Today, it just takes a camera with a good zoom lens, patience, and a cold climate to produce stunning close-ups of snowflakes. But in the late 1800s, even the basic personal camera was a relatively new tech. So, just how did a 19th-century farmer in Vermont take these beautiful macro shots of snowflakes?
In response to this post asking for your most fascinating local history tales, commenter GeneralLordisimo shared this tale of the role his small town played in getting the very first detailed photograph of a snowflake 130 years ago:
I grew up in the small Vermont town of Jericho, which lies right under the Green Mountains and is about 20 minutes away from Burlington. Not a lot of specific events from the area, but the big thing is that it was the hometown of Wilson "Snowflake" Bentley who in 1885 became the first known photographer of a snowflake. Throughout his lifetime he captured more than 5,000 images of snowflakes and his photography contributed a wealth of knowledge about the formation of snow. Jericho has a small museum of a photographs and equipment and there was a memorial sign in the town center about him.
Besides the fact that it snows a lot in Jericho (being right by the mountains) I feel like I learned more about snowflakes and snow formation simply by Mr. Bentley's association with then town than I would have anywhere else. Jericho is real proud of snowflakes.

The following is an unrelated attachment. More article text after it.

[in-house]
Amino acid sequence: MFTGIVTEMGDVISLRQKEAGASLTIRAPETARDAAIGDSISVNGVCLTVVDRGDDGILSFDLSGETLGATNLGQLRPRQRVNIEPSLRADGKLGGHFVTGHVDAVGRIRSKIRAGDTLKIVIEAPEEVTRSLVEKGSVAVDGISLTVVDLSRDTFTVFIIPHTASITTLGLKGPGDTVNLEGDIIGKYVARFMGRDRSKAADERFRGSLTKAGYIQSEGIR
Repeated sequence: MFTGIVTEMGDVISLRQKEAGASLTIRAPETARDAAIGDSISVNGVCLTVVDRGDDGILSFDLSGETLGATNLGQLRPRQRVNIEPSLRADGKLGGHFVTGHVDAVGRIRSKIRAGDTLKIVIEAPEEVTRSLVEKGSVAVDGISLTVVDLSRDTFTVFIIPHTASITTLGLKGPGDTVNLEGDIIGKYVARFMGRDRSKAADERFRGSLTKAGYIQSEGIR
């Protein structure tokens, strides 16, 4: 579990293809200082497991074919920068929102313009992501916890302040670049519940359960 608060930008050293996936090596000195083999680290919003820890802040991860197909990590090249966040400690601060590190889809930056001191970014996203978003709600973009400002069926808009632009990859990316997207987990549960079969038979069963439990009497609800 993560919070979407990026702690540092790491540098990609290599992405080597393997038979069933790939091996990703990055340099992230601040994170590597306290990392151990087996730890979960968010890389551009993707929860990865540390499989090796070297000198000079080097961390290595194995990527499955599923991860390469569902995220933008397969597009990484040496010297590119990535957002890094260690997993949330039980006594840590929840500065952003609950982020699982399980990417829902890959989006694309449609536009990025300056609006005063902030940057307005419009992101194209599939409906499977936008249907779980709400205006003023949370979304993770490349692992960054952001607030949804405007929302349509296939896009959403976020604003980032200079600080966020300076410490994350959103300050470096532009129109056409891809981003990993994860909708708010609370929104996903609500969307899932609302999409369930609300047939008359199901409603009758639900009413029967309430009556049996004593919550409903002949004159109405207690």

Even more impressive is that Bentley, a farmer and self-taught photographer, invented both the technique and the apparatus to get both that first snowflake picture and the subsequent ones that he took entirely on his own.
In 1922, Bentley finally revealed his technique in an article in Popular Mechanics. As suspected, a microscope was, indeed, involved. But several of the other tools he used to get his shots —including turkey feathers, a blackboard, and a good pair of mittens — were satisfyingly low-tech:
The necessary accessories are an observation microscope, a pair of thick mittens, microscope slides, a sharp-pointed wooden splint, a feather, and a turkey wing or similar duster; also, an extra focusing back for the camera, containing clear glass instead of the usual ground glass, with a magnifying lens attached; this is used for final focusing. A blackboard, about 1 ft. square, with stiff wire or metal handles at the ends, so that the hands will not touch and warm it, is used to collect the specimens. As it is necessary to cover the end of the microscope objective with a strip of black card, that takes the place of the usual camera shutter which controls the duration of exposure, it is necessary to fit two vertical rods at each side of the microscope tube to hold the card. The snowflakes are caught on the blackboard as they fall, and examined by the naked eye or with the assistance of a hand magnifying glass. The feather duster is used to brush the board clean every few seconds, until two or more promising specimens alight upon it, when it is immediately removed indoors. From this point onward the photographer must work fast.
The results of the technique, some of which you can see above, were not only unique at the time, they were also undeniably beautiful, as you can see below.
Images: NOAA Photo Library